Volume 27, Number 11—November 2021
Correlation of SARS-CoV-2 Subgenomic RNA with Antigen Detection in Nasal Midturbinate Swab Specimens
Among symptomatic outpatients, subgenomic RNA of severe acute respiratory syndrome coronavirus 2 in nasal midturbinate swab specimens was concordant with antigen detection but remained detectable in 13 (82.1%) of 16 nasopharyngeal swab specimens from antigen-negative persons. Subgenomic RNA in midturbinate swab specimens might be useful for routine diagnostics to identify active virus replication.
Accurate detection of severe acute respiratory syndrome coronavirus 2 (SARS-CoV-2) infection is critical for patient management and infection control (1). Molecular diagnostics are highly sensitive in the acute phase of coronavirus diseases (COVID-19), but viral RNA remains detectable long after replicating virus can be isolated from respiratory samples (1–5). Antigen diagnostics, though often less sensitive, are touted as providing accurate detection during peak infectivity, thereby identifying persons most likely to transmit SARS-CoV-2 (6,7).
Prolonged SARS-CoV-2 RNA detection has led to evaluation of molecular assays to detect subgenomic RNA (sgRNA) or negative-strand RNA, which are produced during active viral replication (2–5,8–10). sgRNA detection has predominantly been studied in hospitalized adults who have COVID-19 (2,3,5,8,9); published reports have not compared sgRNA and antigen detection, which should be highly correlated. We compared real-time reverse transcription PCR (rRT-PCR) detection of nucleocapsid sgRNA, the most abundant sgRNA in SARS-CoV-2‒infected cells (2), with nucleocapsid antigen detection among symptomatic outpatients who had SARS-CoV-2 infections.
We obtained 88 nasal midturbinate and 39 nasopharyngeal swab specimens (PurFlock Ultra Flocked Swabs; Puritan Medical Products, https://www.puritanmedproducts.com) from 127 persons who came to COVID-19 testing centers affiliated with Emory University and Children’s Healthcare of Atlanta (Atlanta, GA, USA) during January 2021. Inclusion criteria were a symptomatic respiratory illness for <7 days and a positive, routine-care SARS-CoV-2 molecular test (nasopharyngeal swab specimen). The study was approved by the Emory University Institutional Review Board and Children’s Healthcare of Atlanta.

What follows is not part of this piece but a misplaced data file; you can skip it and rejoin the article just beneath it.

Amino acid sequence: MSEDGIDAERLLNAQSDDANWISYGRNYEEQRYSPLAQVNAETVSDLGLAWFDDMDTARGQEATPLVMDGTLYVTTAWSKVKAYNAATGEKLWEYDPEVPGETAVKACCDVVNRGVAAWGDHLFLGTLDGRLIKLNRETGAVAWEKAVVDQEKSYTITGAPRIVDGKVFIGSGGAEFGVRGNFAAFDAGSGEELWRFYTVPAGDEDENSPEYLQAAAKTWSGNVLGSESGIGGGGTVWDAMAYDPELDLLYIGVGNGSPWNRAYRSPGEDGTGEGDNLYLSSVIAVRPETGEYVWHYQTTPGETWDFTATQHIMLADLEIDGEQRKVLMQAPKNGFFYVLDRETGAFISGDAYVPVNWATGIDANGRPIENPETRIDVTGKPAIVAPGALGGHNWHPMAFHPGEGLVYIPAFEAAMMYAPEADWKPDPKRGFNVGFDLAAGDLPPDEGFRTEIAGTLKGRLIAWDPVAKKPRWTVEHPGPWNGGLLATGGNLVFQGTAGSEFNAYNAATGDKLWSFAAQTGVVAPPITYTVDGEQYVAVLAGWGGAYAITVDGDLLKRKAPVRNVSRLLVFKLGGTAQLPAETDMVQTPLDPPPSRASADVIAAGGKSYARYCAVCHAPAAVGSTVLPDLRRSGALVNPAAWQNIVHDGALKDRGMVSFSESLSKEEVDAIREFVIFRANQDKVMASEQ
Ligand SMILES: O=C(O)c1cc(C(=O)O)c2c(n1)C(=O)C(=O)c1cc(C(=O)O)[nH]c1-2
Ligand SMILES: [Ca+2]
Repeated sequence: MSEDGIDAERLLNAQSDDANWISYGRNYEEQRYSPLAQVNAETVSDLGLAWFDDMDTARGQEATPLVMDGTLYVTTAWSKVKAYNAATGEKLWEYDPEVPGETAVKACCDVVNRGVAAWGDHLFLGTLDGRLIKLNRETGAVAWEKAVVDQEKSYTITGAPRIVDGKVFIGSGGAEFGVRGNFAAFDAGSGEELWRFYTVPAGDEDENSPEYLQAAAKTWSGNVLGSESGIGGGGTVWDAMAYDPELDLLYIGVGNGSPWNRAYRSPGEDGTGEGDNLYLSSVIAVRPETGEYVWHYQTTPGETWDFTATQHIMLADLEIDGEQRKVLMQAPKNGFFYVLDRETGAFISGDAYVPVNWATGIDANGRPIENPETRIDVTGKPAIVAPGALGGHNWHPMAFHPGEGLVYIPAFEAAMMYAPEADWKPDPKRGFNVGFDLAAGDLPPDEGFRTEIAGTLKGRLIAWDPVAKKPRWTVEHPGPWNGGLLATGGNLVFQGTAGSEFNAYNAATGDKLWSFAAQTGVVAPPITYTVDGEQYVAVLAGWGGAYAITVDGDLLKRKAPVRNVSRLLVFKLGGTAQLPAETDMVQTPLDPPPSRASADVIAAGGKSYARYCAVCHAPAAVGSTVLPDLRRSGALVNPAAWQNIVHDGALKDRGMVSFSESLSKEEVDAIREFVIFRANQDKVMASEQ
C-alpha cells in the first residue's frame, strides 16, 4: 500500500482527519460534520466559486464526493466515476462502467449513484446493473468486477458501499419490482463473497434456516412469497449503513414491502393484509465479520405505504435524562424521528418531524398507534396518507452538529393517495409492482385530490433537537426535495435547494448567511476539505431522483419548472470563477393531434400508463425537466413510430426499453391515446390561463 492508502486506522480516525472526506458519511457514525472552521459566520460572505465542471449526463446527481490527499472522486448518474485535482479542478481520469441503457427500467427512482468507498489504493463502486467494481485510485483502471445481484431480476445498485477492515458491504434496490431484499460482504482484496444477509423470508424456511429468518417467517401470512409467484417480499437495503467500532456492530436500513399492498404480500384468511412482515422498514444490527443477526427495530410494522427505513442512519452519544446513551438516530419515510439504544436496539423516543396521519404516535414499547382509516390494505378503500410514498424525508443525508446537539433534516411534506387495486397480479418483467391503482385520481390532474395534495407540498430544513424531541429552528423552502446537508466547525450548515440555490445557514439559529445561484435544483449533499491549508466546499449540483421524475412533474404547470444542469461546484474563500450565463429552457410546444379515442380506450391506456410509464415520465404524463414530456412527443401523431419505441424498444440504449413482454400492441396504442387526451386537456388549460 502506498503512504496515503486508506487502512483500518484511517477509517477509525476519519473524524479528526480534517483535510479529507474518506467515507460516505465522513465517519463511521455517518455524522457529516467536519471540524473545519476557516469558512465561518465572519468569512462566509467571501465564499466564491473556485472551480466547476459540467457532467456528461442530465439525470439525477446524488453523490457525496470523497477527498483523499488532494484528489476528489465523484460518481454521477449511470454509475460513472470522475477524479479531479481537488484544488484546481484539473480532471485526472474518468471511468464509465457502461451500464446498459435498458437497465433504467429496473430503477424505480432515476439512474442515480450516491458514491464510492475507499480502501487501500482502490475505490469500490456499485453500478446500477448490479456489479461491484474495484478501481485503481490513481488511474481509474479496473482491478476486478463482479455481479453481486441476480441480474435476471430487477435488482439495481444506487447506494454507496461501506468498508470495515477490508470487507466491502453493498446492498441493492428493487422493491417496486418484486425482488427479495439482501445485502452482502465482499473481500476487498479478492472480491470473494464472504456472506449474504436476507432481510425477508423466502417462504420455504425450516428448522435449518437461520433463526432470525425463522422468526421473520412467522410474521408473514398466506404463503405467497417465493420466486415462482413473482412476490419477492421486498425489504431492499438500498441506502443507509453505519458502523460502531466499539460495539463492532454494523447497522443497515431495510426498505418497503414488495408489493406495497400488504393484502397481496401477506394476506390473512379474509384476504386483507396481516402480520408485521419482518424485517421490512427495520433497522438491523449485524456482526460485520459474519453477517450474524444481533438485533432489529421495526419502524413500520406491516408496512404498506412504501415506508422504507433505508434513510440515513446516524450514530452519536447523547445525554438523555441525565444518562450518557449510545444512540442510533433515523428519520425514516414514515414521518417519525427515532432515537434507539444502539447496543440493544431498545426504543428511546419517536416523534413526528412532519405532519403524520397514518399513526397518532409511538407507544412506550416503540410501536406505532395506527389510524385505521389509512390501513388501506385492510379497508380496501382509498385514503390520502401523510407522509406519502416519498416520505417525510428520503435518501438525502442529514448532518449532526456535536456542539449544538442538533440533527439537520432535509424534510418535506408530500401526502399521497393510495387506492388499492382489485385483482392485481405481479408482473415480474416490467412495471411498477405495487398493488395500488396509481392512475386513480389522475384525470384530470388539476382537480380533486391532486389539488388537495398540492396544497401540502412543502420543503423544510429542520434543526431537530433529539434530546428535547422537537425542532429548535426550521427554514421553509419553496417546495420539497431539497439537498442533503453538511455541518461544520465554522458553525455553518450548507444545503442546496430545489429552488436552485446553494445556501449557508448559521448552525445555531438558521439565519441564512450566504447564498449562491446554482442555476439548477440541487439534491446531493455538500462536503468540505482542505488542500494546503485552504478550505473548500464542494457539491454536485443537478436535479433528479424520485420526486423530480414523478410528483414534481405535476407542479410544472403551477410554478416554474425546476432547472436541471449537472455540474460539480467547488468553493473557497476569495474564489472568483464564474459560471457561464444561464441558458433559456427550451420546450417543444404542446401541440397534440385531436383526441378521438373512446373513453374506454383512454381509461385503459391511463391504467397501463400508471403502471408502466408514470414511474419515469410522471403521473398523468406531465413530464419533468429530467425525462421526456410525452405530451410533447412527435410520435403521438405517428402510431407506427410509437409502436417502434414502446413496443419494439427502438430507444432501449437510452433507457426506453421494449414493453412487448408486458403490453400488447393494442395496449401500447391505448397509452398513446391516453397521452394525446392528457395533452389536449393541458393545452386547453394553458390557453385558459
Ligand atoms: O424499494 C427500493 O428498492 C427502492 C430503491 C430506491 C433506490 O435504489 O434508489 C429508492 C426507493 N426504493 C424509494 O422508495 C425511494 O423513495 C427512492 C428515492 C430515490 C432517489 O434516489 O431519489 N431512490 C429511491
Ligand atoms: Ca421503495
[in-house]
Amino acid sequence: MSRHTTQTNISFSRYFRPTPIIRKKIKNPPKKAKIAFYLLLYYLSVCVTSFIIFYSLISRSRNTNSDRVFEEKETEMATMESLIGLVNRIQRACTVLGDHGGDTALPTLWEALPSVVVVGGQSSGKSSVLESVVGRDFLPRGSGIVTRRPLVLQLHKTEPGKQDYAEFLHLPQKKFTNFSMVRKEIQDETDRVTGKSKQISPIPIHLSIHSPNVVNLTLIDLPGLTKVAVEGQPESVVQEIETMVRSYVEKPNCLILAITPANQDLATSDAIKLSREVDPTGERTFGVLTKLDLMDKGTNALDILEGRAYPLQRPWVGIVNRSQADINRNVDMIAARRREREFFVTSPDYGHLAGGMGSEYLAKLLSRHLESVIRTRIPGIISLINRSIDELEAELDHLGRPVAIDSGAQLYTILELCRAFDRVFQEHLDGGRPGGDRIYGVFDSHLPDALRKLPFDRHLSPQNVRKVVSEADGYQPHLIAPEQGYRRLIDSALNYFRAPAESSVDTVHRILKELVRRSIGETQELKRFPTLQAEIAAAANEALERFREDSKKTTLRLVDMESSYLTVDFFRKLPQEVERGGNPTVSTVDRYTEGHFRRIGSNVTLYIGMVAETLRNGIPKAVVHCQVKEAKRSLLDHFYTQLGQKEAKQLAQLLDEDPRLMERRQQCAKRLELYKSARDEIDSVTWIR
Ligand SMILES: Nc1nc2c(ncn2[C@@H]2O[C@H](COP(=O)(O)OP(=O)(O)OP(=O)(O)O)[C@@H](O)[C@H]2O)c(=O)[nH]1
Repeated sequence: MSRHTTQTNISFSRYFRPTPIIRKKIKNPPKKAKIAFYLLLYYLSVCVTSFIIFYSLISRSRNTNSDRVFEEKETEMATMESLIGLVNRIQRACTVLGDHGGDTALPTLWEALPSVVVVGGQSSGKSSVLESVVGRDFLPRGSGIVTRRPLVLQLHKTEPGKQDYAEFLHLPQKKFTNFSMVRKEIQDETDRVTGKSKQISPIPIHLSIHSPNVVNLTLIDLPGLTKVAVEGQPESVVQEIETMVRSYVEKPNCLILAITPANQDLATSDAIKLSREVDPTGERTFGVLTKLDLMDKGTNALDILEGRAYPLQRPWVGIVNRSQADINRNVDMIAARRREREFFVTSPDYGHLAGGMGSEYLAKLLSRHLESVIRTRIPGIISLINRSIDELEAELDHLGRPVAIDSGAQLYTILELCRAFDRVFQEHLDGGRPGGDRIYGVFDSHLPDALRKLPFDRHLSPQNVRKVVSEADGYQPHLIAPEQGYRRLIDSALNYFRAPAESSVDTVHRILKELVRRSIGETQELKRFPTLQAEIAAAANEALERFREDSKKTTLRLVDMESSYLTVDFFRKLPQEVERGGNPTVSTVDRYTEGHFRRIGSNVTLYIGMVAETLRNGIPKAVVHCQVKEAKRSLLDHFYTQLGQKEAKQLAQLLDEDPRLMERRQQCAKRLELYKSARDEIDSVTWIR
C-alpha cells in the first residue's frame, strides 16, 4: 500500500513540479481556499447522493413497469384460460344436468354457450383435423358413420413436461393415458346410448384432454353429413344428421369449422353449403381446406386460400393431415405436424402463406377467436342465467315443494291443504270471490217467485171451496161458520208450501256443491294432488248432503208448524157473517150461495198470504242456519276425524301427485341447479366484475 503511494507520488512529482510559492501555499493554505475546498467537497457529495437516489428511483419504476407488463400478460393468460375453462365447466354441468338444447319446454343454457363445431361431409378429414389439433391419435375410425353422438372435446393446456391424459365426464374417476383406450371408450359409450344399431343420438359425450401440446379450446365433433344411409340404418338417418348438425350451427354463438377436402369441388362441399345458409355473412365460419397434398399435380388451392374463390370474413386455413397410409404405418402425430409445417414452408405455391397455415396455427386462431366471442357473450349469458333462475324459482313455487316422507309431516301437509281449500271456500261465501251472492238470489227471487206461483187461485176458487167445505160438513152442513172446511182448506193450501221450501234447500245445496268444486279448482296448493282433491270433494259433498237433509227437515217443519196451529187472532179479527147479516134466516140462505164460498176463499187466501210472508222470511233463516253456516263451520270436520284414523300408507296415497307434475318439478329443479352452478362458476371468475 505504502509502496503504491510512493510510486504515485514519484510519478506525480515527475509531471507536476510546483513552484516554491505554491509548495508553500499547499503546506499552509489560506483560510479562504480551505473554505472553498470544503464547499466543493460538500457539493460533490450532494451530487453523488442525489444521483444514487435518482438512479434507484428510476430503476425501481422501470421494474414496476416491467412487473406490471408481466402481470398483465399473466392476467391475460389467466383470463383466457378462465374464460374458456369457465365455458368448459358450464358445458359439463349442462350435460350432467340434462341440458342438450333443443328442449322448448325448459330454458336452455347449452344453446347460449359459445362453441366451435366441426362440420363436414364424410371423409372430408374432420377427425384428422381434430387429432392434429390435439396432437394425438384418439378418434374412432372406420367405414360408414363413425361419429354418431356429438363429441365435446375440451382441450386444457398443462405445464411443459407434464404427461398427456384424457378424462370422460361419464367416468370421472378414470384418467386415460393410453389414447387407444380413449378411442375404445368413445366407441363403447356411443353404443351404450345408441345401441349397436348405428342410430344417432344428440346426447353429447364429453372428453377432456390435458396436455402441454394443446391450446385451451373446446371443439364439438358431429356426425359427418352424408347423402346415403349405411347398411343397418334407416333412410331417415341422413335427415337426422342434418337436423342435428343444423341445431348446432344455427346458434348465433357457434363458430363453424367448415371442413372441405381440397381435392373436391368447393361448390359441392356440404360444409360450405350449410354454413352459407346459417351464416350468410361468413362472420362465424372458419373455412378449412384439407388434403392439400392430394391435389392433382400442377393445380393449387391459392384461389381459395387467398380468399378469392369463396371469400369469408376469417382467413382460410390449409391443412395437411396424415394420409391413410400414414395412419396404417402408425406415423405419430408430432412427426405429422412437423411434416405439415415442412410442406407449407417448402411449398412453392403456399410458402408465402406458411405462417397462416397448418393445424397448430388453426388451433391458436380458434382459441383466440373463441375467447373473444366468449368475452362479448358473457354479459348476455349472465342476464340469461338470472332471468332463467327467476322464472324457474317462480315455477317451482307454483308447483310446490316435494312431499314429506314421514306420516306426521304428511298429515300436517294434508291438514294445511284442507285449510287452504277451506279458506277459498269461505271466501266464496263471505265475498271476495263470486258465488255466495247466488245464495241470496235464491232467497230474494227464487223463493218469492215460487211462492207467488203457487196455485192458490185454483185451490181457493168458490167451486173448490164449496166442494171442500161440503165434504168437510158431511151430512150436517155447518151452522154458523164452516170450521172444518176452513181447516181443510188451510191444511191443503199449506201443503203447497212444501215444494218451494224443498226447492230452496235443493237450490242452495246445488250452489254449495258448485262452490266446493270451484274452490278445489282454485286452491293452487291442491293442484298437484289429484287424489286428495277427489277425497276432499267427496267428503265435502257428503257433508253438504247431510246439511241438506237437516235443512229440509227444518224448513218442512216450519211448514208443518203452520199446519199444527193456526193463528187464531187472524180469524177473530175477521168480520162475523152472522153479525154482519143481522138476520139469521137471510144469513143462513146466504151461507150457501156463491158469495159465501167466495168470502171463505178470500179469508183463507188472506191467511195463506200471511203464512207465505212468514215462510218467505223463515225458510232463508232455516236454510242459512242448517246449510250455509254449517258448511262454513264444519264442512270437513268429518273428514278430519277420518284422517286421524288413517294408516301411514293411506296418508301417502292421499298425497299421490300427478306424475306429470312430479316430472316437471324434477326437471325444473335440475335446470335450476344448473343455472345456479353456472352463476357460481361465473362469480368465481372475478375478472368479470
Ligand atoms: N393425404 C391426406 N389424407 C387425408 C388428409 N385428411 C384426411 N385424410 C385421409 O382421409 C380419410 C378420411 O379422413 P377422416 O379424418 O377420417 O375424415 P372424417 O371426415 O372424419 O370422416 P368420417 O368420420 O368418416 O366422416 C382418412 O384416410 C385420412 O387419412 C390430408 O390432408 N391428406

We extracted total nucleic acids from 500 μL of sample and eluted them into a volume of 50 μL by using an EMAG Instrument (bioMérieux, https://www.biomerieux.com). We tested eluates side-by-side in rRT-PCRs for sgRNA and total SARS-CoV-2 RNA (genomic plus sgRNA). For sgRNA, we combined a forward primer in the leader sequence (5′-CGATCTCTTGTAGATCTGTTCTC-3′) with the nucleocapsid 2 (N2) target reverse primer and probe (11).
We performed the sgRNA assay in 20-μL reactions using the Luna Probe One-Step RT-qPCR Kit (New England Biolabs, https://www.neb.com) with 500 nmol/L of each primer, 250 nmol/L of probe, and 5 μL of eluate by using the following conditions: 55°C for 15 min, 95°C for 2 min, and 45 cycles of 95°C for 15 s and 60°C for 60 s. We detected total SARS-CoV-2 RNA by using a duplex N2-RNase P rRT-PCR performed as described (12). We obtained an anterior nares swab specimen for nucleocapsid antigen detection with the Abbott BinaxNOW COVID-19 Ag Card (swabs supplied with the BinaxNOW kit; Abbott Laboratories, https://www.abbott.com) performed per the package insert.
The first 73 participants had a midturbinate swab specimen available for molecular testing (evaluation group) and have been described (13). The subsequent 54 participants had dedicated midturbinate (n = 15) or residual nasopharyngeal (n = 39) swab specimens for molecular testing and available antigen test results (antigen testing group) (Appendix Figure 1).
We estimated nucleocapsid sgRNA as a percentage of total RNA by calculating copies per microliter of sgRNA and total RNA for each sample based on a standard curve for each target and then calculating the percentage of sgRNA. We used unpaired t-tests to compare continuous variables and the Fisher exact test for testing categorical variables. We performed simple linear regression to compare cycle threshold (Ct ) values for sgRNA and total RNA. We conducted analyses by using GraphPad version 9.02 (https://www.graphpad.com) and SAS version 9.4 (https://support.sas.com).
The evaluation group included midturbinate swab specimens from 36 adults and 37 children. All samples (73/73) were positive for SARS-CoV-2 by rRT-PCR. Samples with detectable sgRNA (62/73, 84.9%) had significantly lower Ct values, indicative of higher viral loads, than samples without detectable sgRNA (mean Ct 25.1, SD 5.5, vs. mean Ct 35.5, SD 2.6; p<0.0001) (Figure 1, panel A). sgRNA was detectable in all samples (49/49) that had N2 Ct values <30 compared with 13 (54.2%) of 24 samples that had Ct values >30 (p<0.0001). Although sgRNA rRT-PCR amplification efficiency was slightly lower than that for the N2 assay, there was a strong linear correlation between sgRNA and N2 Ct values (Figure 1, panel B), and the assay provided linear sgRNA detection across the range of N2 Ct values observed in this study (Appendix Figure 2). sgRNA Ct values were a mean of 4.8 (SD 1.8) cycles higher than corresponding N2 Ct values, and nucleocapsid gene sgRNA accounted for a mean of 1.4% (SD 1.1%) of SARS-CoV-2 RNA. Samples from children had higher viral loads than samples from adults, although the relative amount of sgRNA did not differ (Appendix Figure 3).